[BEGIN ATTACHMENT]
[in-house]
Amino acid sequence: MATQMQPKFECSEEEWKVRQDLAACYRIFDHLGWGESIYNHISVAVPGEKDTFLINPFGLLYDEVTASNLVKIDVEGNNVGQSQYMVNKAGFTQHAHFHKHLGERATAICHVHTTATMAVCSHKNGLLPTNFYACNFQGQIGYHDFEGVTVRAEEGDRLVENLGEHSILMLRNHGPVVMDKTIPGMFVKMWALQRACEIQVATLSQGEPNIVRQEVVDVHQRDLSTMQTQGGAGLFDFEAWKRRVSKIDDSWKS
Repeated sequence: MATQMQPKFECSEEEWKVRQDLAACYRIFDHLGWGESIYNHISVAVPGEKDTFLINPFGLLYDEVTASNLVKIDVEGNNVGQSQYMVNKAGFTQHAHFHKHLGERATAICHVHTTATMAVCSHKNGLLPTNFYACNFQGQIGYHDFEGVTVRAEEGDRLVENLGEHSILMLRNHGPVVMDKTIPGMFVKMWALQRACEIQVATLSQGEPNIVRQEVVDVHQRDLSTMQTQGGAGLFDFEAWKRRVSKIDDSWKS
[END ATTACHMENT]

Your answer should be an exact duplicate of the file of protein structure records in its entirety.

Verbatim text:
[in-house]
Amino acid sequence: MATQMQPKFECSEEEWKVRQDLAACYRIFDHLGWGESIYNHISVAVPGEKDTFLINPFGLLYDEVTASNLVKIDVEGNNVGQSQYMVNKAGFTQHAHFHKHLGERATAICHVHTTATMAVCSHKNGLLPTNFYACNFQGQIGYHDFEGVTVRAEEGDRLVENLGEHSILMLRNHGPVVMDKTIPGMFVKMWALQRACEIQVATLSQGEPNIVRQEVVDVHQRDLSTMQTQGGAGLFDFEAWKRRVSKIDDSWKS
Repeated sequence: MATQMQPKFECSEEEWKVRQDLAACYRIFDHLGWGESIYNHISVAVPGEKDTFLINPFGLLYDEVTASNLVKIDVEGNNVGQSQYMVNKAGFTQHAHFHKHLGERATAICHVHTTATMAVCSHKNGLLPTNFYACNFQGQIGYHDFEGVTVRAEEGDRLVENLGEHSILMLRNHGPVVMDKTIPGMFVKMWALQRACEIQVATLSQGEPNIVRQEVVDVHQRDLSTMQTQGGAGLFDFEAWKRRVSKIDDSWKS